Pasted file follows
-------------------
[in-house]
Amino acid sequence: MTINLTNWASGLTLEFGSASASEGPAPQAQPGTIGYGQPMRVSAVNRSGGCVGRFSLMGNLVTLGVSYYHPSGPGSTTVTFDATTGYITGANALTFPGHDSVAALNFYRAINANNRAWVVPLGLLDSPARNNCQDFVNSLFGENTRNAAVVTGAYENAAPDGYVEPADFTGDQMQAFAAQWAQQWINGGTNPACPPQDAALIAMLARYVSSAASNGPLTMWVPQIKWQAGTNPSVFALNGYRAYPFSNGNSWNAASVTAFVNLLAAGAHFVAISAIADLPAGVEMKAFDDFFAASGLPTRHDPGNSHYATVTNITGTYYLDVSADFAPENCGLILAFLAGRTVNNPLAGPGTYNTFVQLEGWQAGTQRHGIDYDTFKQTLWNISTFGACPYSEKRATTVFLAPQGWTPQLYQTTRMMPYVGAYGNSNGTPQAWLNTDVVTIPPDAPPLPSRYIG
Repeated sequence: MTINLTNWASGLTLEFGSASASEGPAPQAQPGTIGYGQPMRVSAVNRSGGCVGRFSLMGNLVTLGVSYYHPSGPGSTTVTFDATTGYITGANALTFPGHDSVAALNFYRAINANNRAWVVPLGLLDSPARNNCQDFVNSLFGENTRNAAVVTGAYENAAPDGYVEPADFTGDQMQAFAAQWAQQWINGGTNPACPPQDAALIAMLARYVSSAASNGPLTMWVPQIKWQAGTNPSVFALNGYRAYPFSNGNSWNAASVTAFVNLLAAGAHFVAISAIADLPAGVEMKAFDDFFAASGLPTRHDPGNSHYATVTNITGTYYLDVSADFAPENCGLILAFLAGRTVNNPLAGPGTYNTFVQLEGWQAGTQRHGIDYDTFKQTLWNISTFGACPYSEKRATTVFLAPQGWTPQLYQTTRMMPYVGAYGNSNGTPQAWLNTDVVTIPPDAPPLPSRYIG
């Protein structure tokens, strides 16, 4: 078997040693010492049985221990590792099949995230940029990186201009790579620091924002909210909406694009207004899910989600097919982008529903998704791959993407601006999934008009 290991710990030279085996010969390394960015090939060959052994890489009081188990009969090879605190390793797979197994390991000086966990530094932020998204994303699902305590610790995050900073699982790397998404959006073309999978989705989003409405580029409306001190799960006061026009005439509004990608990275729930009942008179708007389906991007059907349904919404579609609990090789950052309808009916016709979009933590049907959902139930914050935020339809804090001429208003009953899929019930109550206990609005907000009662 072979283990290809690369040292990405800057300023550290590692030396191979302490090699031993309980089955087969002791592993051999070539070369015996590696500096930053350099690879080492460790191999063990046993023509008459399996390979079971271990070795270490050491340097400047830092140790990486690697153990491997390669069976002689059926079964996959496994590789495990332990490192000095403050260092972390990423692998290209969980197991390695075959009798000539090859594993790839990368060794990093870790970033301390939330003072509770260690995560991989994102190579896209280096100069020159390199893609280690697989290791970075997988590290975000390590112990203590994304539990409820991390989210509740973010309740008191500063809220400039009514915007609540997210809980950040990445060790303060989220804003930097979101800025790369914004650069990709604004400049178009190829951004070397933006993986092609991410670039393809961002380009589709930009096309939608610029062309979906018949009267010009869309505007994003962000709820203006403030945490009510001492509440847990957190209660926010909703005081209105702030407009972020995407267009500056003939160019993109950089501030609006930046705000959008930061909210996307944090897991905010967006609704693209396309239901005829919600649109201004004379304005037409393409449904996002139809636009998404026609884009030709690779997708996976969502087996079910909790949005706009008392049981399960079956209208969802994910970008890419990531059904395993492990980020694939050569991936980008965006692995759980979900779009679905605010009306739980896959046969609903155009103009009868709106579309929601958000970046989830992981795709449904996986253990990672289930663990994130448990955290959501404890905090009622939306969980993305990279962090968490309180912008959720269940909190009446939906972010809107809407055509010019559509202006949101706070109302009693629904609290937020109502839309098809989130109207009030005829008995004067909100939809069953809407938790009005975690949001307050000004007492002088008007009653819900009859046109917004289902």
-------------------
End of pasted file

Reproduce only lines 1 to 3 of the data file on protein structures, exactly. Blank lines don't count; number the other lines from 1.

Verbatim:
[in-house]
Amino acid sequence: MTINLTNWASGLTLEFGSASASEGPAPQAQPGTIGYGQPMRVSAVNRSGGCVGRFSLMGNLVTLGVSYYHPSGPGSTTVTFDATTGYITGANALTFPGHDSVAALNFYRAINANNRAWVVPLGLLDSPARNNCQDFVNSLFGENTRNAAVVTGAYENAAPDGYVEPADFTGDQMQAFAAQWAQQWINGGTNPACPPQDAALIAMLARYVSSAASNGPLTMWVPQIKWQAGTNPSVFALNGYRAYPFSNGNSWNAASVTAFVNLLAAGAHFVAISAIADLPAGVEMKAFDDFFAASGLPTRHDPGNSHYATVTNITGTYYLDVSADFAPENCGLILAFLAGRTVNNPLAGPGTYNTFVQLEGWQAGTQRHGIDYDTFKQTLWNISTFGACPYSEKRATTVFLAPQGWTPQLYQTTRMMPYVGAYGNSNGTPQAWLNTDVVTIPPDAPPLPSRYIG
Repeated sequence: MTINLTNWASGLTLEFGSASASEGPAPQAQPGTIGYGQPMRVSAVNRSGGCVGRFSLMGNLVTLGVSYYHPSGPGSTTVTFDATTGYITGANALTFPGHDSVAALNFYRAINANNRAWVVPLGLLDSPARNNCQDFVNSLFGENTRNAAVVTGAYENAAPDGYVEPADFTGDQMQAFAAQWAQQWINGGTNPACPPQDAALIAMLARYVSSAASNGPLTMWVPQIKWQAGTNPSVFALNGYRAYPFSNGNSWNAASVTAFVNLLAAGAHFVAISAIADLPAGVEMKAFDDFFAASGLPTRHDPGNSHYATVTNITGTYYLDVSADFAPENCGLILAFLAGRTVNNPLAGPGTYNTFVQLEGWQAGTQRHGIDYDTFKQTLWNISTFGACPYSEKRATTVFLAPQGWTPQLYQTTRMMPYVGAYGNSNGTPQAWLNTDVVTIPPDAPPLPSRYIG